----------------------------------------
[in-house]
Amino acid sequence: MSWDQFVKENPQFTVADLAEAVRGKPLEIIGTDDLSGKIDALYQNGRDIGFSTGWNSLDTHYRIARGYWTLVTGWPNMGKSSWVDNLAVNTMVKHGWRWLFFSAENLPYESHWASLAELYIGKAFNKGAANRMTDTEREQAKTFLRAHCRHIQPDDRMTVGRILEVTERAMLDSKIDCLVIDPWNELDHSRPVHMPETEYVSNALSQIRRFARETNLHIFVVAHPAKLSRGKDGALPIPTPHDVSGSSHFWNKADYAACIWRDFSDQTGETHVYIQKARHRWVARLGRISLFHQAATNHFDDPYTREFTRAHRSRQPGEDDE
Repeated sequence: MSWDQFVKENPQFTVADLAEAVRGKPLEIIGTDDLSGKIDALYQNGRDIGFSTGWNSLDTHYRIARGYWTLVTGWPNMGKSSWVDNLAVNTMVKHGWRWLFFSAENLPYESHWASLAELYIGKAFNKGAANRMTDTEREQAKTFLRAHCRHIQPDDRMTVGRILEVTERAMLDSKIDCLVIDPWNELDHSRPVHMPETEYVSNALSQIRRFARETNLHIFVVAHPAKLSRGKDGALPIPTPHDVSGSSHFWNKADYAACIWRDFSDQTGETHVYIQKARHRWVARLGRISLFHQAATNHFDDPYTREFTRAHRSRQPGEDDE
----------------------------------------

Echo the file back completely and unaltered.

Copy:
[in-house]
Amino acid sequence: MSWDQFVKENPQFTVADLAEAVRGKPLEIIGTDDLSGKIDALYQNGRDIGFSTGWNSLDTHYRIARGYWTLVTGWPNMGKSSWVDNLAVNTMVKHGWRWLFFSAENLPYESHWASLAELYIGKAFNKGAANRMTDTEREQAKTFLRAHCRHIQPDDRMTVGRILEVTERAMLDSKIDCLVIDPWNELDHSRPVHMPETEYVSNALSQIRRFARETNLHIFVVAHPAKLSRGKDGALPIPTPHDVSGSSHFWNKADYAACIWRDFSDQTGETHVYIQKARHRWVARLGRISLFHQAATNHFDDPYTREFTRAHRSRQPGEDDE
Repeated sequence: MSWDQFVKENPQFTVADLAEAVRGKPLEIIGTDDLSGKIDALYQNGRDIGFSTGWNSLDTHYRIARGYWTLVTGWPNMGKSSWVDNLAVNTMVKHGWRWLFFSAENLPYESHWASLAELYIGKAFNKGAANRMTDTEREQAKTFLRAHCRHIQPDDRMTVGRILEVTERAMLDSKIDCLVIDPWNELDHSRPVHMPETEYVSNALSQIRRFARETNLHIFVVAHPAKLSRGKDGALPIPTPHDVSGSSHFWNKADYAACIWRDFSDQTGETHVYIQKARHRWVARLGRISLFHQAATNHFDDPYTREFTRAHRSRQPGEDDE